The extent to which the Senate Intelligence committee report was about obsessing with the past is limited to the fact that documenting crimes, including war crimes, means looking into the past. It means looking at all the lies that were told . Every Republican who said that torture led the CIA to the chauffeur who led us to Bin Laden lied. Every time a war crimes apologist claimed torture saved lies, they lied. We were treated to twisted interpretations of the U.S. Constitution, the Geneva Conventions and the very definition of torture. In the name of these war crimes, its defenders hoped that we would forget that following World War 2 we prosecuted and executed people for the very acts, that had become part of our “enhanced interrogation program.”
Water-boarding, stress positions, “rectal hydration” and a host of other horrific acts the CIA utilized are torture. Whether we call it what it is or give it a more sanitized name like “enhanced interrogation techniques” it remains torture. Torture remains a crime under the Geneva Conventions, Nuremberg Law and the U.S. Criminal Code, along with other international treaties. We can’t escape the fact that even this scrubbed Executive Summary, says two irrefutable and disturbing things about who we are. War crimes were committed in our name and the only person who was held accountable is the one person who tried to stop the atrocities. John Kiriakou remains in prison while Bush and Cheney remain free to justify the unjustifiable. Cheney even had the gall to suggest the atrocities committed in our name were “patriotic“.
Just to give this some perspective, we prosecuted (and in some cases executed) the Nazis for a host of war crimes, that also included torture. We tried, convicted and in some cases executed people following the Tokyo trials, for war crimes that also included torture.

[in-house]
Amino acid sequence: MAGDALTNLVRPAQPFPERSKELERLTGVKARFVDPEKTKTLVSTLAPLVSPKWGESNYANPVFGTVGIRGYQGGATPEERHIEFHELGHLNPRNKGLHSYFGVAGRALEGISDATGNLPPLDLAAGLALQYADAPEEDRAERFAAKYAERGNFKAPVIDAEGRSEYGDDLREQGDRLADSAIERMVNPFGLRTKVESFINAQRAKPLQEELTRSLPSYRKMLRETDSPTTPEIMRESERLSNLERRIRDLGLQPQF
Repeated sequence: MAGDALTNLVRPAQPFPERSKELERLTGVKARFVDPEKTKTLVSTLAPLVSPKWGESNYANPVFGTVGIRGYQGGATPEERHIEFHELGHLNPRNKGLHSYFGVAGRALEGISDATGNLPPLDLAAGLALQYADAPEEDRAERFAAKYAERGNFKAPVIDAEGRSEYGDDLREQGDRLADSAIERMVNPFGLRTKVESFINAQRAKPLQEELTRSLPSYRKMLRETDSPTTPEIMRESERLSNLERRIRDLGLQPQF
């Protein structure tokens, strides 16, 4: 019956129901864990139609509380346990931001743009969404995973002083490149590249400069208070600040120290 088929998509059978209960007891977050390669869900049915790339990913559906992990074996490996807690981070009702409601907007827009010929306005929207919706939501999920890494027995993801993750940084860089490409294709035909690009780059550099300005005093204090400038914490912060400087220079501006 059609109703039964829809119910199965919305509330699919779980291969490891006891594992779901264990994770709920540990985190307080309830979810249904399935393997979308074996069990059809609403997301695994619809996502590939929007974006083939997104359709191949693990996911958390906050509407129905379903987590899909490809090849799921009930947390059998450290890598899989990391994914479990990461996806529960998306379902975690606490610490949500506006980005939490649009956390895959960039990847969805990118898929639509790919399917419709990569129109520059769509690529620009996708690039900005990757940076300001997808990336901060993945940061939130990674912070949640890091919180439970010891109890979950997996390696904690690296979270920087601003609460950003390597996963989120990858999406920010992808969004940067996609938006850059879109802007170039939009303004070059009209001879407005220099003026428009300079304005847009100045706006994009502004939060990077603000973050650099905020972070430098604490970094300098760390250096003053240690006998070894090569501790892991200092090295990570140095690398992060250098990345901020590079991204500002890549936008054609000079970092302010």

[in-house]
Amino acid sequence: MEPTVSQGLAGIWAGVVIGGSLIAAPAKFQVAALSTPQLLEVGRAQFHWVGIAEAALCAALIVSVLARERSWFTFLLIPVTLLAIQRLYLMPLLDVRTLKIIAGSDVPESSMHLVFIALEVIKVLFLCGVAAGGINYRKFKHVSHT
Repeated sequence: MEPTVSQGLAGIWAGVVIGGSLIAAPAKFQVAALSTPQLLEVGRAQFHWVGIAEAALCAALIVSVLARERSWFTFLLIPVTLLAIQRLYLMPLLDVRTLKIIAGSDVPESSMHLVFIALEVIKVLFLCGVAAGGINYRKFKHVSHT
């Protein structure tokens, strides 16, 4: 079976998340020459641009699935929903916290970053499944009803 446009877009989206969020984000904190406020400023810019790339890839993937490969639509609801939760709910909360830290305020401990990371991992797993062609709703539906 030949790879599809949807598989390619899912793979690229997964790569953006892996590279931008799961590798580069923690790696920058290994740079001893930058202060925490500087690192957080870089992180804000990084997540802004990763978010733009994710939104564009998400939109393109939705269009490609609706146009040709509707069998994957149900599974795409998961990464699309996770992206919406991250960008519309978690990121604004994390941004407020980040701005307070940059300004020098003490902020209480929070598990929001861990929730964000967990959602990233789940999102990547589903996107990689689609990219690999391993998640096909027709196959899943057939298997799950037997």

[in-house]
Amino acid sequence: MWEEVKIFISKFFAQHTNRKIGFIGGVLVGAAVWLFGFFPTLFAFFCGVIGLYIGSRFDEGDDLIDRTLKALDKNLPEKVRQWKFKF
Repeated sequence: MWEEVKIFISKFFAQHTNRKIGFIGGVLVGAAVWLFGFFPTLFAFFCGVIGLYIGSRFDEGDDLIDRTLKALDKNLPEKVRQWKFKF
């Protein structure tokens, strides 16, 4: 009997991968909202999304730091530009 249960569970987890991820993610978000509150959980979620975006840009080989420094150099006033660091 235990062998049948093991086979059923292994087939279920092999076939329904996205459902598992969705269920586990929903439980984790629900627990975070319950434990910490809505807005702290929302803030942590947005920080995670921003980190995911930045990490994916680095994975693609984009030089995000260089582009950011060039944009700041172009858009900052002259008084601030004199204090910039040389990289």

The international community continues to prosecute people from the former Yugoslavia for their atrocities, primarily in Bosnia and Kosovo. We called for the creation of the ICTY and the ICTR to prosecute people for the sort of atrocities that were done in our name. We were all for creating a permanent international criminal court – at least until the international community insisted that the rules apply to us as well.
The lies that torture saved lives or led us to Bin Laden circulate every time we edge toward a serious discussion on the torture that was done in our name. Torture also provided its defenders in the Bush administration the cover they needed to justify the war in Iraq. When faced with that reality, torture duped us into that war. Torture is responsible for every death in Iraq. The Bush/Cheney Torture program is responsible for every American who fought in that war and was brought home in a body bag, or was injured physically, psychologically or both.
This report forces us to face the fact that even if we can check our brains and morality at the door, the utilitarian argument is a farce. The only people who “benefitted” from the false information obtained as a result of torture are the Bush Administration and those who defend the Iraq war on the lie that Iraq and Al-Quaeda were in cahoots.